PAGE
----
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An Emergency Rescue Plan for the Coorong

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Rachel Siewert 18 Jun 2008

It has just come to light that a scientific report presented to the Murray-Darling Basin ministerial council on the health of the Coorong and Lower Lakes in May gave a deadline of October for action. Instead of setting in place an immediate response, the ministers put the issue on the back burner until they meet in November.

Scientists have given the Commonwealth and Murray Darling Basin Governments six months to save the Coorong, Lakes Alexandrina and Albert. We need to move quickly on an emergency rescue package, before this Ramsar listed wetland site is lost forever.
As my colleague Senator Bob Brown has said:

Penny Wong and Peter Garrett owe an explanation to the Parliament today as to how they have put this report on the shelf when the scientists are saying there was urgent action required and if you wait that long, it'll be too late.

Unless 450GL of water can be delivered to the Coorong and lower lakes through winter and spring these ecosystems will hit a crucial tipping point beyond which acidity problems will be out of control and the runaway collapse of these ecosystems is almost certain.

Even though we have had an extended period of drought there is still more than enough water in storage to fix this problem – what is lacking is the political will.
The Federal Government needs to secure the release of water stored in the Menindee lakes and purchase some of the water in major storages in northern NSW. Irrigators should also be encouraged to loan water for the rescue package and could be rewarded for their efforts with extra water in future.
Most health indicators of the ecosystem are now in the red – the water-birds, fish, frogs, turtles and native plants that make up and rely upon this ecosystem are now all on the line. It is entirely possible that Lake Albert may never be freshwater again.

The ecological values of the Coorong and lower lakes Ramsar wetland site have deteriorated alarmingly since it was listed in 1985, as a result of over-regulation and over-extraction of water in the Murray resulting in diminishing freshwater flows. The management plan for these systems laid out in the Living Murray Initiative called for the restoration of a more variable flow regime, but nothing has been done to restore flows and the barrages remain in place.
Research into riverbed soil profiles show that water is now half a metre below sea level for the first time since these systems formed 7500 years ago.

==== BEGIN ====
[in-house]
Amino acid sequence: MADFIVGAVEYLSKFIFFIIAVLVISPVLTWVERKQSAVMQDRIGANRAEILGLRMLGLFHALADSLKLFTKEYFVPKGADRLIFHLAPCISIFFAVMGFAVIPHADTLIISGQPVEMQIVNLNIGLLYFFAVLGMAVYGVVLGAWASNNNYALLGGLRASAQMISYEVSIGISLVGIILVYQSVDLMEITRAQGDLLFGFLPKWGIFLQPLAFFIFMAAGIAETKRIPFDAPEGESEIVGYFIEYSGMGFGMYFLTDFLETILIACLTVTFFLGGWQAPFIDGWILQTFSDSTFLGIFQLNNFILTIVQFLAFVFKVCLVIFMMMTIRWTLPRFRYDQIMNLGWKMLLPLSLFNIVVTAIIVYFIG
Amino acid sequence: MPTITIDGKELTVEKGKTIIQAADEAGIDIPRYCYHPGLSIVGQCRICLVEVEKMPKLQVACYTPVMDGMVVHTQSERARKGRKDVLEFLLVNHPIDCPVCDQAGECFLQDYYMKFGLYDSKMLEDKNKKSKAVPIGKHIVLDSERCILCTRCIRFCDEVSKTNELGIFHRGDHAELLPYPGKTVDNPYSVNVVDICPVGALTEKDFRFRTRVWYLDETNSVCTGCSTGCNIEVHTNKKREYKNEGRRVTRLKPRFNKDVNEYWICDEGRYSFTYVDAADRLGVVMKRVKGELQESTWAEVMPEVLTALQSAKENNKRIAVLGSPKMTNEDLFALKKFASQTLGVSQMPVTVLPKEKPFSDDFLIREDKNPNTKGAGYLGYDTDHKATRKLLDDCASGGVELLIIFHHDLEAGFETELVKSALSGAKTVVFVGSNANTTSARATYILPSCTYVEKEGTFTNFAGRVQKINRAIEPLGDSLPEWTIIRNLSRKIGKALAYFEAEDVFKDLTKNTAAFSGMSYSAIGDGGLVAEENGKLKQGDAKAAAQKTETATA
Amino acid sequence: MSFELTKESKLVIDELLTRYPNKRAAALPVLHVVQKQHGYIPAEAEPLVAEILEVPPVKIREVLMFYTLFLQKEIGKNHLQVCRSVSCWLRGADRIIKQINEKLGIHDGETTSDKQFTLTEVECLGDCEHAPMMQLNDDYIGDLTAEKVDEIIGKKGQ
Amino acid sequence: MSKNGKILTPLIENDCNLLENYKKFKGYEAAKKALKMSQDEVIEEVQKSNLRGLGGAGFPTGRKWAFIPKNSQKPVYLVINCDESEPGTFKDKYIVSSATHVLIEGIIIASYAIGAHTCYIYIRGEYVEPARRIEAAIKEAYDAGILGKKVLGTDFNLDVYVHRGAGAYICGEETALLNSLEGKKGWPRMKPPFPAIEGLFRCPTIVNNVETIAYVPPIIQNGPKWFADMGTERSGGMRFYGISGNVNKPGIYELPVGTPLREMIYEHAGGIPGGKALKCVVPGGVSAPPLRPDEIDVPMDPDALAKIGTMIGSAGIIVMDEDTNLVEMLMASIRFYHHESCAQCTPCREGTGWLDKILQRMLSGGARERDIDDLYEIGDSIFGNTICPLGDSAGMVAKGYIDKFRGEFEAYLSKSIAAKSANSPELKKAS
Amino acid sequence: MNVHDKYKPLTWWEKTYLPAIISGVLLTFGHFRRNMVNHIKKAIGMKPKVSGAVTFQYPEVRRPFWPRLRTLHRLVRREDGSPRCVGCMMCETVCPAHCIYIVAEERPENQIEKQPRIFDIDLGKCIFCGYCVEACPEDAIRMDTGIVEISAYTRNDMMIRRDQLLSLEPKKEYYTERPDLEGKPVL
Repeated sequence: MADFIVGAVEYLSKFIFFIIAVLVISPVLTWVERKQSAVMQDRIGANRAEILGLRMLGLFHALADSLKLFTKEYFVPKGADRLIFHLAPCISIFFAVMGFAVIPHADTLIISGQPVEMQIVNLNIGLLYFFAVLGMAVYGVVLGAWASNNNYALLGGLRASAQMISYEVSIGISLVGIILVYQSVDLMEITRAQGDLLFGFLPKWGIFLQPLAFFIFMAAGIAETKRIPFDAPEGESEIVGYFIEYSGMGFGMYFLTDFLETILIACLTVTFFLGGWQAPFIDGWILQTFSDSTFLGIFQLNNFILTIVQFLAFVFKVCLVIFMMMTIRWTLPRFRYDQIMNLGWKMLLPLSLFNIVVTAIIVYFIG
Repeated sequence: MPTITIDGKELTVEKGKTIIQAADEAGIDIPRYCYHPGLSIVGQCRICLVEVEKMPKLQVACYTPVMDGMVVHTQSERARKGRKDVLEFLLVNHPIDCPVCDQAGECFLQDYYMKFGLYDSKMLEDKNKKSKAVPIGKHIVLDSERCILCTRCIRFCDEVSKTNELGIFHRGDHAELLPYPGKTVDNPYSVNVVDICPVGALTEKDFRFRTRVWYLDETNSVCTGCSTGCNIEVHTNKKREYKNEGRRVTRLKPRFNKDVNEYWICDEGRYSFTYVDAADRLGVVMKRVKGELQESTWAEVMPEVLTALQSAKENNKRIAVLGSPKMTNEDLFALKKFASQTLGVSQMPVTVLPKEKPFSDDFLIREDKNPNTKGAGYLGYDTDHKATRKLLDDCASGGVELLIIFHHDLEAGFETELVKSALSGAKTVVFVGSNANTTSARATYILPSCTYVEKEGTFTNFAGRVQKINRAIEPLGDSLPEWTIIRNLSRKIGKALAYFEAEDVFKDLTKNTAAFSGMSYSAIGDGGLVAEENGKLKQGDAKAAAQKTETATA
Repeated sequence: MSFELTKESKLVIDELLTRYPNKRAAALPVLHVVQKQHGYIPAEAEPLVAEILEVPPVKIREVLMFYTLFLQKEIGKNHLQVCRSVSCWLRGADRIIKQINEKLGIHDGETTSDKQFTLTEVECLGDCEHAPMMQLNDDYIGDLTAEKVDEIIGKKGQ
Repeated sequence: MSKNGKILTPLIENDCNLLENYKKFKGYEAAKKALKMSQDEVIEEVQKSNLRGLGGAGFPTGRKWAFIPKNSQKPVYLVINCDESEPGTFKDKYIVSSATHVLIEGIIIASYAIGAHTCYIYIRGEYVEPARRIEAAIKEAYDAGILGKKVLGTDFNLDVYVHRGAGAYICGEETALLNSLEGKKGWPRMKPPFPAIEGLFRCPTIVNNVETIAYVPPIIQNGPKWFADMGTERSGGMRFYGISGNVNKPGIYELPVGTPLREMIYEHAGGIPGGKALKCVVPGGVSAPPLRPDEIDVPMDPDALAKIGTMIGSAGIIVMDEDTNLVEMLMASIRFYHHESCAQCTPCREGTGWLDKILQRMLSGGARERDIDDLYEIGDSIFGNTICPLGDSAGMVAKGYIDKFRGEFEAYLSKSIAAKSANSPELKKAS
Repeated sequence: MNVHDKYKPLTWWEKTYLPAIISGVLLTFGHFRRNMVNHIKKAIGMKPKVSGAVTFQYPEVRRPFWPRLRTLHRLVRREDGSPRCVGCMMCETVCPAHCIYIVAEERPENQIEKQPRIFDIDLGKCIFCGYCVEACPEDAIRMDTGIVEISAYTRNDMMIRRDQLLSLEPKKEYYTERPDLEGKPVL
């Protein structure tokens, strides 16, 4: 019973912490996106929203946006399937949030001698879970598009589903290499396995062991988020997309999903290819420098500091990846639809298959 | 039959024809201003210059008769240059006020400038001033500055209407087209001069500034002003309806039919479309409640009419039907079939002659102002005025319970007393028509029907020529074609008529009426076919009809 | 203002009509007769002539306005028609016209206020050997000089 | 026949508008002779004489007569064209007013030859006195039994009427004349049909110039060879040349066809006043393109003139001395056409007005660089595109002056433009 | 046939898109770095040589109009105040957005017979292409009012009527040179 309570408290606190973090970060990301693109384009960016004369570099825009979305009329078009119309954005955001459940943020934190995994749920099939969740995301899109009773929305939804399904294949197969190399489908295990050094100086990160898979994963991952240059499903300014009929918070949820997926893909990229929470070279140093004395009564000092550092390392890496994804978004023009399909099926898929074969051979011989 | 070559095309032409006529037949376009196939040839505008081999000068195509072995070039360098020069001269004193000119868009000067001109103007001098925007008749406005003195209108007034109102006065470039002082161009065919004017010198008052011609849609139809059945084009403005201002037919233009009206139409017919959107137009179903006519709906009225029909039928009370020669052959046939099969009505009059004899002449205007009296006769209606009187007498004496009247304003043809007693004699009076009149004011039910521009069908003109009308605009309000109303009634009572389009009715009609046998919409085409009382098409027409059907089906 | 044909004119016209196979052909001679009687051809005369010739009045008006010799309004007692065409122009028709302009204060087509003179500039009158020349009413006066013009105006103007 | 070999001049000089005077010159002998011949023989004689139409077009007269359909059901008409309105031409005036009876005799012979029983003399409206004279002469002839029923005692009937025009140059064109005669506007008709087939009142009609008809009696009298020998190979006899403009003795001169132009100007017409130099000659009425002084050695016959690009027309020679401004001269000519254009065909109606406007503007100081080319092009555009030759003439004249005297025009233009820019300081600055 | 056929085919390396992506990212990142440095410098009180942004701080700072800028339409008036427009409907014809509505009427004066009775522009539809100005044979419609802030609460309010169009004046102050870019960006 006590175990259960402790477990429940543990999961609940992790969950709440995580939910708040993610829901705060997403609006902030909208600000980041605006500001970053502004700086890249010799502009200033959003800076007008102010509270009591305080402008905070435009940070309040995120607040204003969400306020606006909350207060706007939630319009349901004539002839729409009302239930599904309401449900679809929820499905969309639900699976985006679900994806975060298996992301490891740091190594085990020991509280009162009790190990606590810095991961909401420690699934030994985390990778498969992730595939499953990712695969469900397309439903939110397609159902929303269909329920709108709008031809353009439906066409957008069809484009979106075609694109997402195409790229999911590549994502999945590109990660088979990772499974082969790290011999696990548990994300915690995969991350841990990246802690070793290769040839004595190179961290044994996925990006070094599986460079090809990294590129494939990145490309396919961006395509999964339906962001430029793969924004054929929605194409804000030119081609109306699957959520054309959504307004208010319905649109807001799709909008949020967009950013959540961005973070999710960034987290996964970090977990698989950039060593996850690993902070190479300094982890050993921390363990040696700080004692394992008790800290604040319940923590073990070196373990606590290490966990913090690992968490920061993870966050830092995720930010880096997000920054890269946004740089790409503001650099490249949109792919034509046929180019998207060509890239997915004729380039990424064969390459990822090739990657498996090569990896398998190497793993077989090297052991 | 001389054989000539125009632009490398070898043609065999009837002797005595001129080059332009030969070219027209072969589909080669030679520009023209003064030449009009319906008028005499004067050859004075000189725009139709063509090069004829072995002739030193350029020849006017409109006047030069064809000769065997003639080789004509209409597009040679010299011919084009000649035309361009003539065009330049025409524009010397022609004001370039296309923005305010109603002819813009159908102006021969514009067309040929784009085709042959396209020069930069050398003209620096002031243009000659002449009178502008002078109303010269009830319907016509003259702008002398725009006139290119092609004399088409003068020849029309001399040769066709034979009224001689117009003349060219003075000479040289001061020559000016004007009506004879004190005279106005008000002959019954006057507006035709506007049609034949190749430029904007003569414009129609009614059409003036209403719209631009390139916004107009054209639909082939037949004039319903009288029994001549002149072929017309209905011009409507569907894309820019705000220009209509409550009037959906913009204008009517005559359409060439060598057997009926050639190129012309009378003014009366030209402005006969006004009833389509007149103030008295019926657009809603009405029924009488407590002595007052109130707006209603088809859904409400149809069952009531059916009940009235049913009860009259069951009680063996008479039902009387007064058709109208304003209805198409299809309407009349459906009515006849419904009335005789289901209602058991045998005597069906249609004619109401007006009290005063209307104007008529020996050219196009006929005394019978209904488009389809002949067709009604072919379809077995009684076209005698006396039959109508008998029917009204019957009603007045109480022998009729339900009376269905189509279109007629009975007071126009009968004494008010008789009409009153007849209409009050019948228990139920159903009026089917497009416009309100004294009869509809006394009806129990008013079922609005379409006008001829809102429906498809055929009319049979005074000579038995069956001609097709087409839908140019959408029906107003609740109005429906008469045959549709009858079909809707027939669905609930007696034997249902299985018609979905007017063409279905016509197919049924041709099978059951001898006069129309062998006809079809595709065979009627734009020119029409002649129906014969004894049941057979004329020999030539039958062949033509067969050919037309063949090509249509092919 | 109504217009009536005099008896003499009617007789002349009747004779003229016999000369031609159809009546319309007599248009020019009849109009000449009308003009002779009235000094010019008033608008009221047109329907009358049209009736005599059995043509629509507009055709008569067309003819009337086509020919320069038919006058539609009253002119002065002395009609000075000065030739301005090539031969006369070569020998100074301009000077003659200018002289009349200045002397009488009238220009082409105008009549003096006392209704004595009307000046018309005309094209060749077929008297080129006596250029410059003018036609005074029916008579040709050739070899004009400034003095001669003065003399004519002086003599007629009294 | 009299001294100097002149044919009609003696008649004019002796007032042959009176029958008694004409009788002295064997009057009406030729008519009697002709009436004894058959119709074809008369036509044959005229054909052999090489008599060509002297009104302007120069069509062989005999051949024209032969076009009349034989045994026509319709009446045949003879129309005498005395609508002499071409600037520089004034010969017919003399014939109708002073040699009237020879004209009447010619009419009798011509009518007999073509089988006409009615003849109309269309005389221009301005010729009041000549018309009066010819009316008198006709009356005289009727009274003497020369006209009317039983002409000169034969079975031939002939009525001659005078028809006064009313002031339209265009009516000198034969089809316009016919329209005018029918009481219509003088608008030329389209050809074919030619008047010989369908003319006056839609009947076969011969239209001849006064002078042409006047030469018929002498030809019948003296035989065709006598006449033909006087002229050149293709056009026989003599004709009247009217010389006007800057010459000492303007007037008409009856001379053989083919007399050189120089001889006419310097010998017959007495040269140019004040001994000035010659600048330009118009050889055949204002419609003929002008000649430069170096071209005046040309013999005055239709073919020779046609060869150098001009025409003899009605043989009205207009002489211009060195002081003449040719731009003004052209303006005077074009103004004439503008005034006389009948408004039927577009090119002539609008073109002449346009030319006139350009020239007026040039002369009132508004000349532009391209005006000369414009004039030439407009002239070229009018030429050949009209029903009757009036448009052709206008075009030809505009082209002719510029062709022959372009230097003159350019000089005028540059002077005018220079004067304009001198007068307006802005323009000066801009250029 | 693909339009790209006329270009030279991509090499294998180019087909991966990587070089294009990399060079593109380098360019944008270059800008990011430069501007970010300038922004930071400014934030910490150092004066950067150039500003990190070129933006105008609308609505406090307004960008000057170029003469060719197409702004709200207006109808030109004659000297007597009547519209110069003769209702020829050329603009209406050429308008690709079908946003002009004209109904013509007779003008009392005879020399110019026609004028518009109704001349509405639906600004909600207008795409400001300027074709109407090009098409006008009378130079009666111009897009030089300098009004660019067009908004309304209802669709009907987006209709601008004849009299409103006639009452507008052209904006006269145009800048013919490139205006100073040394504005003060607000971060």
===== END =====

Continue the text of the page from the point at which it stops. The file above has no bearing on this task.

As strongly expressed by the Australian Conservation Foundation, this is a warning that cannot be ignored. What is urgently needed is a major rescue operation, but unless we act now to secure this water and biologically remediate the exposed acid sulfate lake bed by spring these precious and internationally renowned ecosystems will probably be gone forever.
To stop high levels of acidity and toxic heavy metals being produced by these exposed acid sulphate soils it is crucial that exposed lake beds are mulched and revegetated with native aquatic plants before they are refilled. The careful addition of lime to suitable sites will also help manage this problem.

This crisis has not happened overnight. Governments have had a series of more and more urgent warnings on the declining health of the Coorong and lower lakes over the last decade. The most crucial evidence yet is the ecological assessment undertaken last year by Phillips and Muller on the Ecological Character of the Coorong, Lakes Alexandrina and Albert wetland of international importance and the release today of the April report by the Southern Australian Murray Darling Basin Natural Resource Management Board.
Commonwealth Ministers Penny Wong and Peter Garrett need to act now to put pressure on the NSW Government to secure the release of water from Menindee and northern NSW storages and to put in place remediation measures for the Lakes.

They then need to be either calling an urgent meeting of the MDB Ministerial Council or taking this issue to COAG when they meet in early July to get sign on to an emergency rescue package for the Coorong and lower lakes.
These problems point clearly to the fact that the Water for the Future plan won't deliver water fast enough to deal with the problems facing our river system.

It is very clear that we need a much more responsive approach to this crisis, and that we need an approach to basin management that allows us to be more responsive to future crises in the Murray and Darling rivers. We cannot afford to wait until 2019 to have in place a whole-of-basin cap and plan.

We need to fix the system once and for all in a way that ensures the same old problems are not locked into place, and that the other critical issues of river health that we are already aware of are dealt with in a timely fashion to stop these issues getting to crisis point before governments can find the will to respond.

We need to act now to save the river, lakes and wetlands - not some time in the distant future.

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